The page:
Mortonhall baby ashes: Report on scandal to be released next week
- 23 April 2014
- From the section Edinburgh, Fife & East Scotland
Edinburgh council chiefs have confirmed that a report into the baby ashes scandal at Mortonhall is to be published next week.
Dame Elish Angiolini submitted her investigation into the cremation of babies at the council-run crematorium last week.
Council chiefs have now agreed to publish the report on 30 April.
The crematorium buried or scattered the ashes of babies for decades.
But parents had been told there would be nothing left to scatter after their babies had been cremated. Hundreds of families were affected and many are considering legal action.
Former Dame Elish, the former lord advocate, gave her findings to the council on 14 April after a probe into former practices at the crematorium.
The chief executive of Edinburgh Council, Sue Bruce, has said she needed to read Dame Elish Angiolini's report thoroughly before setting a date.
She said: "Due to the length of the report, we expect to publish it on Wednesday 30 April with parents receiving a personal copy that morning, ahead of wider publication.
"I intend to write to parents personally tomorrow to advise them of this. I understand how anxious they are to receive the report and hope this timescale will reassure them."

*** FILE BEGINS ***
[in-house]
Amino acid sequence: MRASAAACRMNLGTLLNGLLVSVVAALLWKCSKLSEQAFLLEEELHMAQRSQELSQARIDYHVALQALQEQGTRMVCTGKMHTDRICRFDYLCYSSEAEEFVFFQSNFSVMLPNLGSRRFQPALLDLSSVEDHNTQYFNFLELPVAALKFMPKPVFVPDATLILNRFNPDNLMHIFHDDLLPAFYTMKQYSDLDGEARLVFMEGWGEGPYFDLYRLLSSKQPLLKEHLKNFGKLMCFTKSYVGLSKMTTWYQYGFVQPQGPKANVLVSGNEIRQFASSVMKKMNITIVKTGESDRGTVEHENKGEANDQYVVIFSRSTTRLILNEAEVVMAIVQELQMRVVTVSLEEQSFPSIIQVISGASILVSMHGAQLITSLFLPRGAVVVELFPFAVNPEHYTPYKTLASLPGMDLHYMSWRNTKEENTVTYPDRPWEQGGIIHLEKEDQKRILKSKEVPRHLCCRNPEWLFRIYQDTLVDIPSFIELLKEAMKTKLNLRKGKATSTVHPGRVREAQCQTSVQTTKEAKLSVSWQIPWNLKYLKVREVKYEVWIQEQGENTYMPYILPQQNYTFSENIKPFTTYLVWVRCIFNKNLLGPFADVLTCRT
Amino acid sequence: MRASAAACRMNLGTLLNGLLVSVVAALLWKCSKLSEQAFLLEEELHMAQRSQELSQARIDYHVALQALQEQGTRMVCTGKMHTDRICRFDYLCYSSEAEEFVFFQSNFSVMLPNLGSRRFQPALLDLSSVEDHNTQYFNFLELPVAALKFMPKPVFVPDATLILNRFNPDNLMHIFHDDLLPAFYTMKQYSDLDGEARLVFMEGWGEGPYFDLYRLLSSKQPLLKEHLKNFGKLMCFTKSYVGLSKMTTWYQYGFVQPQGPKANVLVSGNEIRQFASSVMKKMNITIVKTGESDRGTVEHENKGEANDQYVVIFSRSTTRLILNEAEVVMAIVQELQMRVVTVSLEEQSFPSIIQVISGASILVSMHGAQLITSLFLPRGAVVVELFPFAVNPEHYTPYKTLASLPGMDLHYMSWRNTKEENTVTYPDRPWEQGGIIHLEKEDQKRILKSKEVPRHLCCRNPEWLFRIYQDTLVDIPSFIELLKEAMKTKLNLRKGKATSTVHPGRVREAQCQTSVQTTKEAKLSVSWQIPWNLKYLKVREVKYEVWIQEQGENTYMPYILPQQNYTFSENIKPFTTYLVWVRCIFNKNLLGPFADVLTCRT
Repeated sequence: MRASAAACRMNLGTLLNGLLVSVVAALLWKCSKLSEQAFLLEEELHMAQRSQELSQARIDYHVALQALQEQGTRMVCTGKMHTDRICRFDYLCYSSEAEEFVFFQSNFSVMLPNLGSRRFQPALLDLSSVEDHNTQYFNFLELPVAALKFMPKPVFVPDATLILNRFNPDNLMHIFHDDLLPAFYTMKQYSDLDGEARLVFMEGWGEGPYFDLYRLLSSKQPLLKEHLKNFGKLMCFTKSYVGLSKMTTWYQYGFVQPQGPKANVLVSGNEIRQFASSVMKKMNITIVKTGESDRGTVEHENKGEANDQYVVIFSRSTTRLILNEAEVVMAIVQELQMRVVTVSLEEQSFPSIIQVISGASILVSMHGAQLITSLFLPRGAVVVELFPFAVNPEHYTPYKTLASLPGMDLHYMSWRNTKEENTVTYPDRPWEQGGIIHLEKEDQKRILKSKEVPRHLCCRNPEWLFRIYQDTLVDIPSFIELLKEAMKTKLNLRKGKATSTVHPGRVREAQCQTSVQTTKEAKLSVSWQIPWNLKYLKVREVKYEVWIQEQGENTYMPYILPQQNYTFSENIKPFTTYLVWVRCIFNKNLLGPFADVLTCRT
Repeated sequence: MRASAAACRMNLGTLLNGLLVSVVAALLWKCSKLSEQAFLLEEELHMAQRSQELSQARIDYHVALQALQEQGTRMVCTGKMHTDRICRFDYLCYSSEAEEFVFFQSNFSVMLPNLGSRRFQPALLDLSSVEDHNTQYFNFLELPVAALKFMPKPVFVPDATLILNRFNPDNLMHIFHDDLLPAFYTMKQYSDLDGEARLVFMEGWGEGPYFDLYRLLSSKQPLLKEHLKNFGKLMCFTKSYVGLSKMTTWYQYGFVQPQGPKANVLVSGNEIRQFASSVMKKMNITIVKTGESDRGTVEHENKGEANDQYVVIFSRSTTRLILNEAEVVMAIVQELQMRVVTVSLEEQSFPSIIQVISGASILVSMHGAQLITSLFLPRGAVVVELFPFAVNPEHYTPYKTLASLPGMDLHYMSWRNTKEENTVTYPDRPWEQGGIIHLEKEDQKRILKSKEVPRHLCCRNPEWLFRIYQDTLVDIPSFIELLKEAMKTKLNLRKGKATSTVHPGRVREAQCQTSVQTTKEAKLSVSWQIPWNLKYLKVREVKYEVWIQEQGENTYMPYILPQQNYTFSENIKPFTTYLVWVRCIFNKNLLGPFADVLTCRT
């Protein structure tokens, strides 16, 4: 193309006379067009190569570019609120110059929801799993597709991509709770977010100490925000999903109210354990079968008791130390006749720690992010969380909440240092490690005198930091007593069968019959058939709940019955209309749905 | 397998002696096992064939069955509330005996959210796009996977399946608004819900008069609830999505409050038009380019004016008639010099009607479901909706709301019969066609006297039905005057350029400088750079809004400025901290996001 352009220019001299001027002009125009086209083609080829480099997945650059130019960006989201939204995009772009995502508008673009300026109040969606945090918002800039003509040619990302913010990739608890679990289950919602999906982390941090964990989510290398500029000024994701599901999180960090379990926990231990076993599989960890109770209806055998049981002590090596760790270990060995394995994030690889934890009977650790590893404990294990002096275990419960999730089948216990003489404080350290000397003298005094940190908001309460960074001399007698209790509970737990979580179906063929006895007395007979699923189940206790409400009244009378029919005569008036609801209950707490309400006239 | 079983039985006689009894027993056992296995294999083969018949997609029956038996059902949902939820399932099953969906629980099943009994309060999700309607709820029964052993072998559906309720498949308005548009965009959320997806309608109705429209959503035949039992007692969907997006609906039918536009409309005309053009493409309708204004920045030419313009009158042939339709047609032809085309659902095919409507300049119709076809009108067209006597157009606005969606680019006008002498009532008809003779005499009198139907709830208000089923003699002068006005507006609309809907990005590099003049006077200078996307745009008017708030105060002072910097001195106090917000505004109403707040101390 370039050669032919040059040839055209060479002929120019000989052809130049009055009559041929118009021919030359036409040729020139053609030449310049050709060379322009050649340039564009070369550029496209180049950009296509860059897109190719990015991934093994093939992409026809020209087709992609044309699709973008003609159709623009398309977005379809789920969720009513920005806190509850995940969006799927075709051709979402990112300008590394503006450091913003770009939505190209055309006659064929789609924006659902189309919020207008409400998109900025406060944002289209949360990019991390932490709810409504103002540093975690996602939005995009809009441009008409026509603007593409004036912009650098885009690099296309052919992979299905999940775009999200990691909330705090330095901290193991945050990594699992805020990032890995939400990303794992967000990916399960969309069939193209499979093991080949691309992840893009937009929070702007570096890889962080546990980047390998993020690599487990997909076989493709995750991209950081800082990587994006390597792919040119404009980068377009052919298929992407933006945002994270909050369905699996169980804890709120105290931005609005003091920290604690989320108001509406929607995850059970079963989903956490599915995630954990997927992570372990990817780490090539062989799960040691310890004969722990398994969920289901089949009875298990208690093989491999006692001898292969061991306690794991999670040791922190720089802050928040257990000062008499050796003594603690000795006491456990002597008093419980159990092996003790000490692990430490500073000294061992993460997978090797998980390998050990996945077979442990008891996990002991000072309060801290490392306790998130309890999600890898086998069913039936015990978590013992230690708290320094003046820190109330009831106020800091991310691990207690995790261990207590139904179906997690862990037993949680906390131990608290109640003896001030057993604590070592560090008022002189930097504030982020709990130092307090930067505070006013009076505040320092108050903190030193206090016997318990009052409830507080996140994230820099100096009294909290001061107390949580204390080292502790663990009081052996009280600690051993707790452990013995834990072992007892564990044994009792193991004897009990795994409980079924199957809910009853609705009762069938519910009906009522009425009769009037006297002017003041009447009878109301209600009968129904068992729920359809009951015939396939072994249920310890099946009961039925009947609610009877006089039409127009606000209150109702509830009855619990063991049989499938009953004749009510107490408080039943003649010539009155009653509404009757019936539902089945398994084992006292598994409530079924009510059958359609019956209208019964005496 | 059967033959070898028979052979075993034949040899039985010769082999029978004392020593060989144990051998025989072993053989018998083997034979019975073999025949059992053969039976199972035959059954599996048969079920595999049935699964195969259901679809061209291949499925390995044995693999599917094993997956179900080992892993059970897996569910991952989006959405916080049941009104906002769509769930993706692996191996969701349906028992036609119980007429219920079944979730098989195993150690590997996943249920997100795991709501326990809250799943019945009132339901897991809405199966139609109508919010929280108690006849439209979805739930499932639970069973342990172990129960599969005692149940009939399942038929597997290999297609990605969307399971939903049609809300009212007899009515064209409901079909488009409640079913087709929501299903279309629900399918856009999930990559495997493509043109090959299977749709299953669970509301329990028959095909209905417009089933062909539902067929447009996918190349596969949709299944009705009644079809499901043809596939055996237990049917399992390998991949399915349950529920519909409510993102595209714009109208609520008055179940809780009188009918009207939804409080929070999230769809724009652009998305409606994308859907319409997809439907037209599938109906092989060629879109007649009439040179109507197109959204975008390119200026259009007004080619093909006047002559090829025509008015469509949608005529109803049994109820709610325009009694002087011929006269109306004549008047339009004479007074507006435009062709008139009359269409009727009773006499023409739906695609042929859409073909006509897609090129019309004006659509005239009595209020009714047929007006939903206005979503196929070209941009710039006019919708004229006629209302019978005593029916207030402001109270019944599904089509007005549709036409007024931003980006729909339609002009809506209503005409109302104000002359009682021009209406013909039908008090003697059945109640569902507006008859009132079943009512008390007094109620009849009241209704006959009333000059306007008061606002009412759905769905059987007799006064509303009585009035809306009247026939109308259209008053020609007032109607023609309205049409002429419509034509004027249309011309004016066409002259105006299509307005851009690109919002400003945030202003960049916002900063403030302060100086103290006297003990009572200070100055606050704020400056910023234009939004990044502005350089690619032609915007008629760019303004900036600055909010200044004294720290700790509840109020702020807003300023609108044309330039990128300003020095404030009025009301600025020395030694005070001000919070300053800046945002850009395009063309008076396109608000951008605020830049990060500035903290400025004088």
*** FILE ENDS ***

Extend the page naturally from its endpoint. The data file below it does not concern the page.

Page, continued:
Dorothy Maitland, operations director of the Stillborn and Neonatal Death Society (Sands) Lothians, who is also one of the affected parents, said she was "very, very disappointed" that no-one from the council had let her know they had received the report.
She told BBC Radio Scotland: "I think they could have informed us that the report was with the council. None of us have slept last night.
"I would like to meet with Sue Bruce and discuss how we are going to support all these parents, bearing in mind that I am an affected parent and I am very scared that what I have actually been told is in fact not the truth.
"Everybody's emotions are going all over the place at the moment."
Patrick McGuire, from Thompsons Solicitors, who represents many of the families involved, said: "Firstly, I would have to say the families and myself are stunned that we learned this news through reports in the media.
"My clients are bereaved parents who have been to hell and back over this whole business and they expect to be treated in a sympathetic and decent manner.
"Being kept properly informed is the least they could expect from Edinburgh City Council after what they have been through."